As Bernard applied the final touch to a flowing counter-attack, it did not feel like a particularly important moment in Everton’s season. It was a delightful goal, but the second of a comfortable 2-0 home victory over a beleaguered West Ham.
But the beauty was in the simplicity for a team that have fallen over countless times on their quest to learn how to walk again this season. It is not that Everton have gone backwards or even necessarily forwards since Sam Allardyce was disposed of at the end of last season, they have just taken a more suitable, pleasant route to a different destination.
For example, his predecessor would never be caught using the word “project” to describe his work. Yet Silva’s Everton is finally on schedule after suffering far too many setbacks.
This side do not do routine wins. They either battle, scratch and claw their way back from self-inflicted misery or simply resign themselves to their fate. But against West Ham they dominated early on and took the lead, controlled the tempo, scored a second and held their opponents at arm’s length away from home.
West Ham had a single shot on target; Richarlison, Gylfi Sigurdsson and Dominic Calvert-Lewin all had two each. Manuel Lanzini was the only West Ham player to create a chance, laying on two; eight Everton players made at least one key pass, three made two and Sigurdsson alone made five.
Any fears that the win over Chelsea came at the wrong time just before the international break were ruthlessly expelled. It is only the second time Everton have won consecutive Premier League games this season, and the second time they have won back-to-back league games while keeping successive clean sheets since 2018. Big Sam would be proud.
So too should Silva. The Portuguese has endured a difficult first season at Goodison Park but is now just one point behind a revered Wolves side and a Leicester team who have won four of their last five matches. A seventh-placed finish – and subsequent Europa League campaign – is within their reach.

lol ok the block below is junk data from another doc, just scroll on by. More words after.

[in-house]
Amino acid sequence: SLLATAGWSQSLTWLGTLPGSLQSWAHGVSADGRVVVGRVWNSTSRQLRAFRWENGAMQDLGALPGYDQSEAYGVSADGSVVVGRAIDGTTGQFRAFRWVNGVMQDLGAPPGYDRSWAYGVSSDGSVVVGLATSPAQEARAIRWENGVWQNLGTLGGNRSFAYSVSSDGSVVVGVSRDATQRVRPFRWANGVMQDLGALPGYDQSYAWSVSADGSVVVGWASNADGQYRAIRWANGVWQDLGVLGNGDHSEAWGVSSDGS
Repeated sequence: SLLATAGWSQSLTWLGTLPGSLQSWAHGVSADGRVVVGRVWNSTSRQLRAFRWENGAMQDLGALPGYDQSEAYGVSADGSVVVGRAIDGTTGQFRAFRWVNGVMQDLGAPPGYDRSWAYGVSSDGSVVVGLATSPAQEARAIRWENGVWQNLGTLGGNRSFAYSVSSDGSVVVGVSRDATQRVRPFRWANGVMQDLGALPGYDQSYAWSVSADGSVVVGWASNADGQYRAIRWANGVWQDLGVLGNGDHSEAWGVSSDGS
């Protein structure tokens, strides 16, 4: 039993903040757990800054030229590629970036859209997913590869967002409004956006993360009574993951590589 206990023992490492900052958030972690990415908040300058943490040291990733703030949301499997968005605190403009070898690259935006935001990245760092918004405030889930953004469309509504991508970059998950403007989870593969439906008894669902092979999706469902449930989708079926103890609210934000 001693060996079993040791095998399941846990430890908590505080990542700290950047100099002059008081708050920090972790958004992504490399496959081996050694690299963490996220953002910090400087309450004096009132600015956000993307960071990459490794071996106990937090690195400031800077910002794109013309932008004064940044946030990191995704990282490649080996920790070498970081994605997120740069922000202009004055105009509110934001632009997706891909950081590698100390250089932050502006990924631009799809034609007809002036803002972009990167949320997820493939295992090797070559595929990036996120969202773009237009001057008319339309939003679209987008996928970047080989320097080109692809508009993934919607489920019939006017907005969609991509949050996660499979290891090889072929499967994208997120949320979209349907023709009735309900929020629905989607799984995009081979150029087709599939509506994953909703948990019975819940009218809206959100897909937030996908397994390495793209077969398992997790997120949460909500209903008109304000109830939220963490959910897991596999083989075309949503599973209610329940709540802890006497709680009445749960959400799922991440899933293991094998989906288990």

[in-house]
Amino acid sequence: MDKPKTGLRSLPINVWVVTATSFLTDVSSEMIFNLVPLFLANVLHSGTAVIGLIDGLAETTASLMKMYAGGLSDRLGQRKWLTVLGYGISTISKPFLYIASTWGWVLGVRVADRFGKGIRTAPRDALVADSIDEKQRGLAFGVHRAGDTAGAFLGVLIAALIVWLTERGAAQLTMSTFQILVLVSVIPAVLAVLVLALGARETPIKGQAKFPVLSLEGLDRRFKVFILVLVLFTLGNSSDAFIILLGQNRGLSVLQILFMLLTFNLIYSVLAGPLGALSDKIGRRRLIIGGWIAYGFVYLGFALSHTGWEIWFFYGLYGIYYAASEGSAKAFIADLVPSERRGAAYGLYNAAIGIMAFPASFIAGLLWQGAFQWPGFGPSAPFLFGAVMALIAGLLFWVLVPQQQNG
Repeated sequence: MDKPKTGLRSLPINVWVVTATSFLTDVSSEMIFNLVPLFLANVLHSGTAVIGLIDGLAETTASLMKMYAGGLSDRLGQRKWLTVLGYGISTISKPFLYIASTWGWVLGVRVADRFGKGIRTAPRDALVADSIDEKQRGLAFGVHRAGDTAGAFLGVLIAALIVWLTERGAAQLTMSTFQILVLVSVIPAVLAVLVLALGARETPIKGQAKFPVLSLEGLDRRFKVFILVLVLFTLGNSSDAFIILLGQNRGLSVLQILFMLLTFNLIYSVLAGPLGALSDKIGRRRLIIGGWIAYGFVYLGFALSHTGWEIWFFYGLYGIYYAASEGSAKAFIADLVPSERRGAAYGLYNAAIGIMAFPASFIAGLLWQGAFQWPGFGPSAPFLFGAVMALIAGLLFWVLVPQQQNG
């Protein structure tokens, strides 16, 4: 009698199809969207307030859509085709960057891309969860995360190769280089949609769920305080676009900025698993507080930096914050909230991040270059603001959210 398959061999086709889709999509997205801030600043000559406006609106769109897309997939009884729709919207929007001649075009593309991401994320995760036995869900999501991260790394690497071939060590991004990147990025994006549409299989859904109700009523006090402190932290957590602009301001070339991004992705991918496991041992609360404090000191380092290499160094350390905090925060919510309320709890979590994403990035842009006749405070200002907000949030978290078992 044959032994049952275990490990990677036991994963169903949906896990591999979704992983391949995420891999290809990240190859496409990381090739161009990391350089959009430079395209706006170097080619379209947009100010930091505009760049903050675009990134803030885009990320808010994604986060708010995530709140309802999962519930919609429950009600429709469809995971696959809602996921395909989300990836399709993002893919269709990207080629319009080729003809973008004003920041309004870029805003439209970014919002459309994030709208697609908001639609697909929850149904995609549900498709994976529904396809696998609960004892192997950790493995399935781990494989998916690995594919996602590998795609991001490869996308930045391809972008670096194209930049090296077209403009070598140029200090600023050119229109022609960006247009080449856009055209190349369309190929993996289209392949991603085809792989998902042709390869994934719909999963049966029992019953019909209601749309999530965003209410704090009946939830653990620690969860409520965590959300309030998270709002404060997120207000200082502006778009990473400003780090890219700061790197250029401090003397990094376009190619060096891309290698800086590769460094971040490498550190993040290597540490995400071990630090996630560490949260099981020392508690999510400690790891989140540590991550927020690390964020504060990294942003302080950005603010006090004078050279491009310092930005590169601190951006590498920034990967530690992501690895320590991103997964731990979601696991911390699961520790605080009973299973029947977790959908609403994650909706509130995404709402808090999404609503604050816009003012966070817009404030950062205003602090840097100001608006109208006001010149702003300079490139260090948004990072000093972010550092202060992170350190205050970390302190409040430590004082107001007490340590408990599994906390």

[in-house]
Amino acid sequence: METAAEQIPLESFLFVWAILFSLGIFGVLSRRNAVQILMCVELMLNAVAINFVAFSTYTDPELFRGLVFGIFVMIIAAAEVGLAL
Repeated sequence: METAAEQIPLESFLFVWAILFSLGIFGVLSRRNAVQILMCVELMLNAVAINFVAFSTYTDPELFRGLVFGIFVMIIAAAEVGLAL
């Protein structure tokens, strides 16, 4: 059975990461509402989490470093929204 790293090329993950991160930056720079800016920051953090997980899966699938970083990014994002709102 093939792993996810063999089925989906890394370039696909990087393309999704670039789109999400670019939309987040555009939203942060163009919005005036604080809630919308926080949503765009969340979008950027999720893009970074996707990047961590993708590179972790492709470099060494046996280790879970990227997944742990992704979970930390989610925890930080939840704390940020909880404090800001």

That would be genuine progress for a club that has somehow only qualified for Europe twice since 2010. Everton seem to be perennially trying to break the Premier League glass ceiling but have barely left a crack this decade. Roberto Martinez and Ronald Koeman threatened to smash through before they left with shards in their eyes; Silva has already endured the growing pains of his reign.
The failures of previous managers gives him a rare opportunity, a symbiotic relationship with those who employ him. “I think the club also needs to stick with one idea,” he said earlier this week. “The stability I need the club also needs.”
And nothing screams “stability” quite like a campaign in which Everton have never been lower than 12th nor higher than 6th. After the sexless security of David Moyes, the unstable brilliance of Martinez and Koeman and the boredom of Allardyce, Silva could finally get this restless side to settle down.